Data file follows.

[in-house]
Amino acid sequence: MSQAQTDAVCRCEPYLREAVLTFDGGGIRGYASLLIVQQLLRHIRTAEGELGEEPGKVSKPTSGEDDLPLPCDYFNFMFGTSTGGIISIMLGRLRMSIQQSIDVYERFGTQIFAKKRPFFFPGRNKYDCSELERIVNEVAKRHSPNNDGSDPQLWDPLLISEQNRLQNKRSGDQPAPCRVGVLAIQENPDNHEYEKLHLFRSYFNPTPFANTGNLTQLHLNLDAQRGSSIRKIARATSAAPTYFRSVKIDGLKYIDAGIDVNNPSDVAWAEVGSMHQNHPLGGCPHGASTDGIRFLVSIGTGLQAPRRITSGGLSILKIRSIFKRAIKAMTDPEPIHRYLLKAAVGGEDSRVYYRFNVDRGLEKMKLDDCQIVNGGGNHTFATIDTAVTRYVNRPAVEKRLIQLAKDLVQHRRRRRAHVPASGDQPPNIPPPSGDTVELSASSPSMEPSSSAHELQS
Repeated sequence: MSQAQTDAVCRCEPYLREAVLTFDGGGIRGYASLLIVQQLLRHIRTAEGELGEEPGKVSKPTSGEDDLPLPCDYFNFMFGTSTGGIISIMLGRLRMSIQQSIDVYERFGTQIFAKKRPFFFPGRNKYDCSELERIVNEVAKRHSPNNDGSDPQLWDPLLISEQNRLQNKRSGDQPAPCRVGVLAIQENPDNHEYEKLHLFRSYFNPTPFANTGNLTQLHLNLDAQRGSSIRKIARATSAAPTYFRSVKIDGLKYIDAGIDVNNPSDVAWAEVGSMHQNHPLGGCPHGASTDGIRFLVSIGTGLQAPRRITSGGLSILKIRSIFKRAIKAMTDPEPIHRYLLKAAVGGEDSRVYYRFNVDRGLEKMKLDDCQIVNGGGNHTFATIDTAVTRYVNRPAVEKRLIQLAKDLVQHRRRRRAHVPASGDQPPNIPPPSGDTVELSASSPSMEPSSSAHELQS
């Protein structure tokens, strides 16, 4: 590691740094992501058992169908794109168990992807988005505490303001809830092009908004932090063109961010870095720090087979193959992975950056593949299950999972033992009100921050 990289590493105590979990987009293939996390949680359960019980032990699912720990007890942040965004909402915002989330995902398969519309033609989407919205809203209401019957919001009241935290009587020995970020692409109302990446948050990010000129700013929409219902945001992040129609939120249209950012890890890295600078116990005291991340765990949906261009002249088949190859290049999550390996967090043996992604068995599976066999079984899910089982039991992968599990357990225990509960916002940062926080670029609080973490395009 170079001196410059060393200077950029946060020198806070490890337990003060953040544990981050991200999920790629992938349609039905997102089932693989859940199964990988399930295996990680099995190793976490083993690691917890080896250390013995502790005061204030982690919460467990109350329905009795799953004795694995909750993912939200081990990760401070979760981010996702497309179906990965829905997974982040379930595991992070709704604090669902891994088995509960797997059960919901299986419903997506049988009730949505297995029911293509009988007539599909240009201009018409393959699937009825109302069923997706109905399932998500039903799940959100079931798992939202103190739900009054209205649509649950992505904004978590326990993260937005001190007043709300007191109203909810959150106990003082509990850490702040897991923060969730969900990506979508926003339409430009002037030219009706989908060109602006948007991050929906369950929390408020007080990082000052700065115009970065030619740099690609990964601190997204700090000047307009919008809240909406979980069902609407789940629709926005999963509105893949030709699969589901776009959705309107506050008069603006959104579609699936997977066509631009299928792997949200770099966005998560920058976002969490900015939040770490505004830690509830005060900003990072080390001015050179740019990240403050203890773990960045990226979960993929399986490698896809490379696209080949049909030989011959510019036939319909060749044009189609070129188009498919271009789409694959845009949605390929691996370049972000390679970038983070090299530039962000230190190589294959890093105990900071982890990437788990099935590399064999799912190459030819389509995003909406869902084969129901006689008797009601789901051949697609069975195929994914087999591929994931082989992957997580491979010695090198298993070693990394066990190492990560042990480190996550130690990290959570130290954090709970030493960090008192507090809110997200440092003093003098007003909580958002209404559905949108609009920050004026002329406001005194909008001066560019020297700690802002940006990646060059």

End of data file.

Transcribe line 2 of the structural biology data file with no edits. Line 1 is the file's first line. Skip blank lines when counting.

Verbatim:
Amino acid sequence: MSQAQTDAVCRCEPYLREAVLTFDGGGIRGYASLLIVQQLLRHIRTAEGELGEEPGKVSKPTSGEDDLPLPCDYFNFMFGTSTGGIISIMLGRLRMSIQQSIDVYERFGTQIFAKKRPFFFPGRNKYDCSELERIVNEVAKRHSPNNDGSDPQLWDPLLISEQNRLQNKRSGDQPAPCRVGVLAIQENPDNHEYEKLHLFRSYFNPTPFANTGNLTQLHLNLDAQRGSSIRKIARATSAAPTYFRSVKIDGLKYIDAGIDVNNPSDVAWAEVGSMHQNHPLGGCPHGASTDGIRFLVSIGTGLQAPRRITSGGLSILKIRSIFKRAIKAMTDPEPIHRYLLKAAVGGEDSRVYYRFNVDRGLEKMKLDDCQIVNGGGNHTFATIDTAVTRYVNRPAVEKRLIQLAKDLVQHRRRRRAHVPASGDQPPNIPPPSGDTVELSASSPSMEPSSSAHELQS